DD: I know about it through the affect studies theorist Brian Massumi. He made some really interesting observations about Ganzfeld experiments that were entirely to do with vision; they were nothing to do with telepathy. What they did was, they isolated subjects in a stereotactic device so they couldn’t look up, down, or away, and they started at a white surface for ten to twelve hours. Pretty far into the experiment, the mind can’t handle having nothing, and so people in that situation started to hallucinate experiences of death, colors, images. The brain wants content, and it can’t stand the idea of nothing. So Massumi was doing some interesting things with describing the way that, out of nothing, the brain was just going to generate material. And that got me to thinking that I wanted to know more about these Ganzfeld experiments. The more I learned about them, the more I saw that they’d also been deployed for telepathy and parapsychology. And that’s when I made the leap, that maybe we could use this as a way to generate content, little bits of grit that turn into a pearl, that turn into the song. Isolate people, cut them off from the way they live their lives — constantly staring at their cellphone or staring at a screen; someone’s always barfing content at you in our world now. What if we decided to set up a situation where people were forced to have nothing but were told that something’s coming. What would happen? That’s really what was appealing to me.
Listening to the EP, there are a lot of uses of the human voice in different permutations. With this EP, and possibly with the album as well, is that something that you were looking to do more of?
DD: It’s something of a dangerous territory for us. I’m extremely skeptical of electronic albums that have guest vocalists. That, to me, tends to look very greedy, or like a cash grab; a way to seem relevant to people who like songs.
MS: There’s a terrible tendency — in my opinion, terrible — in musique concrete in the 70s and 80s to feel like there has to be someone singing on top of musique concrete pieces to give it a sort of narrative drive. Generally, it’s awful.
DD: For us, there’s a strong urge not to do that, but then that makes it incredibly alluring, like a sort of forbidden fruit. “Can we go there?” I think the honest truth is that it was a way to bounce off of a community of people around us here in Baltimore. It’s a very social record. I mean, Angel Deradoorian — she’s moved to LA since, but — we were hanging out with her; Dan Deacon, Carly from Nautical Almanac. It’s all sort of people on the scene in Baltimore. That social or communal aspect seemed to pair with the way that all of the psychic session were collaborative. Also, Martin’s always really loved Robert Ashley, and to be honest, the piece “Just Waves” is very strongly indebted to the Robert Ashley way of creating music through the cadences of layered voice. We’re biting Ashley pretty hard there.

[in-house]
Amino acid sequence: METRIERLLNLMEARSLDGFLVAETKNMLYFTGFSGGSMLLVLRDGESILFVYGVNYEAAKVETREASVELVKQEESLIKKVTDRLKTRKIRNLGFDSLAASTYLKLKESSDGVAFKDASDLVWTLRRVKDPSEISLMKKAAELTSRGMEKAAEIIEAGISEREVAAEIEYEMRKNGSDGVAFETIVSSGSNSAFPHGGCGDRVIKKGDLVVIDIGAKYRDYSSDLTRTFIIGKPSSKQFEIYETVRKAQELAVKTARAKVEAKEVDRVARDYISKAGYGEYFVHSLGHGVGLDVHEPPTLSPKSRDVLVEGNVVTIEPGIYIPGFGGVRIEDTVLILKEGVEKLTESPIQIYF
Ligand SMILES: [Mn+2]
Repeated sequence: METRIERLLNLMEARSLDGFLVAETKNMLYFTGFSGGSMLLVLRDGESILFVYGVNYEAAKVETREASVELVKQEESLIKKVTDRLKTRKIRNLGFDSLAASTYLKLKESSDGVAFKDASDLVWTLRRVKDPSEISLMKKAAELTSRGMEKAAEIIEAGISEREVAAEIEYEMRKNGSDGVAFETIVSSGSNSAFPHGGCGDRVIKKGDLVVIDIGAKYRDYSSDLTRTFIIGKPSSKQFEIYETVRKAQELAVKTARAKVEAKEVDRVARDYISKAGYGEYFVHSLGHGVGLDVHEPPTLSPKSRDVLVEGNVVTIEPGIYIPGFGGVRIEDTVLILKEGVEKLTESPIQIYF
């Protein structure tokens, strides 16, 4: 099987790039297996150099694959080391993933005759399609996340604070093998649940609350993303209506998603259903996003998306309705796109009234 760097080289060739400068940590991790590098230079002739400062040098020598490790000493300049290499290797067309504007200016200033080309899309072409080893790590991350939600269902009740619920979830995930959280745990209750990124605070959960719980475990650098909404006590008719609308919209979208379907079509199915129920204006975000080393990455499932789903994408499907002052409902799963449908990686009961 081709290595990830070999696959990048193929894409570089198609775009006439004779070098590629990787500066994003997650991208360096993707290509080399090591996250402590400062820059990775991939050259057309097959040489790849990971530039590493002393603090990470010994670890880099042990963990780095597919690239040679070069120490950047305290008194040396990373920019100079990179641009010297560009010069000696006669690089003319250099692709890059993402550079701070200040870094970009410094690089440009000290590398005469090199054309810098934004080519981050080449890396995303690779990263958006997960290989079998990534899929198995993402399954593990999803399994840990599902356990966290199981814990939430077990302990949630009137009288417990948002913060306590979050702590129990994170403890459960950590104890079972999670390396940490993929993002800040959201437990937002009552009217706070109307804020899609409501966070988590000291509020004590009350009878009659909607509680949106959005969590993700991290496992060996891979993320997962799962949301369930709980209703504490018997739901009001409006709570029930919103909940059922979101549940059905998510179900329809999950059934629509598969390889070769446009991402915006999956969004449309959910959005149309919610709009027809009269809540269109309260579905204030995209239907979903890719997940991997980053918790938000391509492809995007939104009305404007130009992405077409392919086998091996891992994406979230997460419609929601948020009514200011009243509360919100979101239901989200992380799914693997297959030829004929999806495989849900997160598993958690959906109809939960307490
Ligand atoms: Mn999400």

MS: Or so we’d like to flatter ourselves…
What are both of you reading right now?
DD: I am reading Wieland, or, the Transformation by Charles Brockden Brown, which is an American gothic novel…
MS: I’m reading the fourth book in the Foundation series by Isaac Asimov.
Is that Foundation’s Edge?
MS: Yes it is.
DD: Oh, snap.
MS: What do you think?
It’s been a while since I read any of those. I remember reading the original trilogy, and then reading the later books, which are kind of [Asimov] trying to tie everything he’s written together into this much larger future history.
MS: I don’t know about the fourth one. It also seems like a… “Boy, people really liked those! I’ll sell a kazillion of ‘em if I write a fourth one!” I think those books are interesting, in that…it’s a way of tricking you into reading about politicians, while promising you space travel and robots and robots and stuff. Really, those books are about politics. I feel robbed.